In the 1967 film, Cool Hand Luke, the captain utters one of the most famous lines in American cinema: “What we’ve got here is failure to communicate.” Presenters at the P3 Airport Summit almost unanimously encouraged public owners to avoid that mistake and rethink when and how to deploy their outreach strategies.
During a session entitled, “Kansas City: The Importance of Community Feedback to Advance a P3 Megaproject”, the team discussed how a professionally executed communications plan not only saw 76% of Kansas City residents vote to approve the referendum to build the new $1.5bn terminal, which was 100% debt financed, but also led to an ongoing campaign which ensured the new facility aligned with community goals and expectations. The presenters noted that over 600 individuals participated in community briefings after the vote.
Jason Parson, president and chief executive of communications Parson + Associates, the communication advisor to the project, shared: “A project of this magnitude, a transformative type of project, you know everyone has their idea of what it should be and how we should move forward with it. So bringing the community along step-by-step and not getting out in front of the community was totally the right way to go and ultimately by doing that we found a great deal of success along the way.”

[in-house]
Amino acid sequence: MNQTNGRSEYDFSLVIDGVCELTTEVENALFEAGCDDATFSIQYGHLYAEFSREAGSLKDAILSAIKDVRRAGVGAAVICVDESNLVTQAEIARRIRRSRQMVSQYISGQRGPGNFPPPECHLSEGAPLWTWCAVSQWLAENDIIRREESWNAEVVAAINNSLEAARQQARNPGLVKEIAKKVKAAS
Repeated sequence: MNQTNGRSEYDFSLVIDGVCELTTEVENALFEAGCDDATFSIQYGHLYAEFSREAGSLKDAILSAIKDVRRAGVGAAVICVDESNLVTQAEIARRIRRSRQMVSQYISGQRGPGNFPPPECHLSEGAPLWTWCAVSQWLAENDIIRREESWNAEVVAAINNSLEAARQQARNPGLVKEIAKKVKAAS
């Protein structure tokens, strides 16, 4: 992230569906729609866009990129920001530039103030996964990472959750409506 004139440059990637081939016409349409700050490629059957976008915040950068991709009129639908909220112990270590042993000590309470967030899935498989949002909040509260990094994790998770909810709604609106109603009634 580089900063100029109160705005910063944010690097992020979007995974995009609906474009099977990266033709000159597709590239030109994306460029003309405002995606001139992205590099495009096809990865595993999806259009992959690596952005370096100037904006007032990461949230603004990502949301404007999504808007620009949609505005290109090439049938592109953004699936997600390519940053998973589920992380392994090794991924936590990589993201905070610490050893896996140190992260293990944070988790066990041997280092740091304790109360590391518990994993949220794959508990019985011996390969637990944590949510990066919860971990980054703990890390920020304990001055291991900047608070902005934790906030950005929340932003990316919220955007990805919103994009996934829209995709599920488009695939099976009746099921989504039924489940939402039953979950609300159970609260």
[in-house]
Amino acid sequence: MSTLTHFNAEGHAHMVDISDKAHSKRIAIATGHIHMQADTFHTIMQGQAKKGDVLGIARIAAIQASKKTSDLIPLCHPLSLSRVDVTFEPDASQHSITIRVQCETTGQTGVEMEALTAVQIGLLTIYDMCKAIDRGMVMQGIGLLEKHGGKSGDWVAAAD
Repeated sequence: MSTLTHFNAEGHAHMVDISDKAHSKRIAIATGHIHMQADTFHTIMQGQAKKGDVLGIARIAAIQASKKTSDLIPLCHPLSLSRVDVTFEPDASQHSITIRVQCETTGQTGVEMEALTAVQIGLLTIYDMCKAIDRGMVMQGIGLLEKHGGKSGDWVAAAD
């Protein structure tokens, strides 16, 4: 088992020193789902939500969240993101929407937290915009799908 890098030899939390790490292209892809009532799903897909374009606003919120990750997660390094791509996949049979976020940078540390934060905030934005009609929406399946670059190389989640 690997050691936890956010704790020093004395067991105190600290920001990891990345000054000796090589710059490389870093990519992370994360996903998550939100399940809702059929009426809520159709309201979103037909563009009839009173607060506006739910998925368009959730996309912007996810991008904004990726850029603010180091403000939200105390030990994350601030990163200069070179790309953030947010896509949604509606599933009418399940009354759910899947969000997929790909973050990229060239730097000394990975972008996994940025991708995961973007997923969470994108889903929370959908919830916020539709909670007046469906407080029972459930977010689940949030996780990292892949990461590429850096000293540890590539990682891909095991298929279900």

Due to the referendum required for the project, one could easily draw a conclusion that maybe Kansas City’s airport had no choice but to engage the community early on and that this approach is not necessary for a typical P3 project. But conference speakers would challenge you to rethink that position by arguing that public engagement has moved beyond a “box checking” exercise and that building “community capital” is the name of the game for a successful P3.
“Public engagement from a nice-to-have to a business imperative has been a really big shift,” noted Adrienne Lindgren, head of city aviation at Supernal, who spoke on the topic of Advanced Air Mobility.
Panellist Stephen Hill, the managing director of infrastructure and P3 at KeyBank Capital Markets, highlighted the importance of picking the right advisors, equating the role of communications guidance with that of technical, legal and financial advice: “Typically, in the past, that was something that kind of got pushed to the side but I think we’re seeing public authorities start to engage stakeholders more formally through external advisors.”
It will be interesting to watch the growing influence of the communication advisor in the coming months. Will more pre-procurement RFPs include these services? Will advisory firms build in-house capabilities? Will we see a rise in boutique firms specializing in P3 communication strategies?
Regardless of where this new breed of advisor comes from, “finding ways to make sure you’re envisioning a future that people want to participate in, the human point of view” as Lindgren noted, will be integral to the future success of US P3 and infrastructure projects.